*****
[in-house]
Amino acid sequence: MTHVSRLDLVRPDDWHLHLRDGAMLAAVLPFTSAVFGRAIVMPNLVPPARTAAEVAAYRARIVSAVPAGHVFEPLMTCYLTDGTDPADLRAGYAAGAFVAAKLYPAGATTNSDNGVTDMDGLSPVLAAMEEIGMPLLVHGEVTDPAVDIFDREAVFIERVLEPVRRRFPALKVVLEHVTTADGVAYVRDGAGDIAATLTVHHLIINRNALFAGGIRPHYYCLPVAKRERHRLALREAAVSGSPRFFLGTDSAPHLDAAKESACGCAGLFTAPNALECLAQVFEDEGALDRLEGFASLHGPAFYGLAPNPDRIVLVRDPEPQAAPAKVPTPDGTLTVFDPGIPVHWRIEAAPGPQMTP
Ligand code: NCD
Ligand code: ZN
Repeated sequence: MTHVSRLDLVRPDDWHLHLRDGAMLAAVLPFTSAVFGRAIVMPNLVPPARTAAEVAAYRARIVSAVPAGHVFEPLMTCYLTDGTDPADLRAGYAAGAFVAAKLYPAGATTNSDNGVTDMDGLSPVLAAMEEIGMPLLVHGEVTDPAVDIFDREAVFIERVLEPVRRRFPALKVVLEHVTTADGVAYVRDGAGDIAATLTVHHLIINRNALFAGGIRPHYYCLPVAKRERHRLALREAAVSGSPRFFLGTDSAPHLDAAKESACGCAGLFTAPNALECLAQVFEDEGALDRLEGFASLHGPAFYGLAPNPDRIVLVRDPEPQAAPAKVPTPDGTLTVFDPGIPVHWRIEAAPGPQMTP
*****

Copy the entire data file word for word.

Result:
[in-house]
Amino acid sequence: MTHVSRLDLVRPDDWHLHLRDGAMLAAVLPFTSAVFGRAIVMPNLVPPARTAAEVAAYRARIVSAVPAGHVFEPLMTCYLTDGTDPADLRAGYAAGAFVAAKLYPAGATTNSDNGVTDMDGLSPVLAAMEEIGMPLLVHGEVTDPAVDIFDREAVFIERVLEPVRRRFPALKVVLEHVTTADGVAYVRDGAGDIAATLTVHHLIINRNALFAGGIRPHYYCLPVAKRERHRLALREAAVSGSPRFFLGTDSAPHLDAAKESACGCAGLFTAPNALECLAQVFEDEGALDRLEGFASLHGPAFYGLAPNPDRIVLVRDPEPQAAPAKVPTPDGTLTVFDPGIPVHWRIEAAPGPQMTP
Ligand code: NCD
Ligand code: ZN
Repeated sequence: MTHVSRLDLVRPDDWHLHLRDGAMLAAVLPFTSAVFGRAIVMPNLVPPARTAAEVAAYRARIVSAVPAGHVFEPLMTCYLTDGTDPADLRAGYAAGAFVAAKLYPAGATTNSDNGVTDMDGLSPVLAAMEEIGMPLLVHGEVTDPAVDIFDREAVFIERVLEPVRRRFPALKVVLEHVTTADGVAYVRDGAGDIAATLTVHHLIINRNALFAGGIRPHYYCLPVAKRERHRLALREAAVSGSPRFFLGTDSAPHLDAAKESACGCAGLFTAPNALECLAQVFEDEGALDRLEGFASLHGPAFYGLAPNPDRIVLVRDPEPQAAPAKVPTPDGTLTVFDPGIPVHWRIEAAPGPQMTP